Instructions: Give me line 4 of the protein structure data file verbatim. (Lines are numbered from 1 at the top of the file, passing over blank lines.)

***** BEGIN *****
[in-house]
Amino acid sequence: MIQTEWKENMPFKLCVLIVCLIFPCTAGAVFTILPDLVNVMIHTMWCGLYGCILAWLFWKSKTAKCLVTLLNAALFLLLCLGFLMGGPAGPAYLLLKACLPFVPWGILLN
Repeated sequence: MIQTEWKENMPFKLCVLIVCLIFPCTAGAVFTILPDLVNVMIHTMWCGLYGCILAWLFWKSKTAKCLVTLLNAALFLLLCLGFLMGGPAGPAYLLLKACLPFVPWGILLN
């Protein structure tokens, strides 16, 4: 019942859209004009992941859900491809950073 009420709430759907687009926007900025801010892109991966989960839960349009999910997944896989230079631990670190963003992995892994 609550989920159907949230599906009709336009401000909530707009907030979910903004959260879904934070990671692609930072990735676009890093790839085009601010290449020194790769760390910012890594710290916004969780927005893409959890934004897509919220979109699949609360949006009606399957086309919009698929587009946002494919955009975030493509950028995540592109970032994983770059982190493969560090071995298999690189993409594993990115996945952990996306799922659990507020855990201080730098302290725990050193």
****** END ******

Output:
């Protein structure tokens, strides 16, 4: 019942859209004009992941859900491809950073 009420709430759907687009926007900025801010892109991966989960839960349009999910997944896989230079631990670190963003992995892994 609550989920159907949230599906009709336009401000909530707009907030979910903004959260879904934070990671692609930072990735676009890093790839085009601010290449020194790769760390910012890594710290916004969780927005893409959890934004897509919220979109699949609360949006009606399957086309919009698929587009946002494919955009975030493509950028995540592109970032994983770059982190493969560090071995298999690189993409594993990115996945952990996306799922659990507020855990201080730098302290725990050193």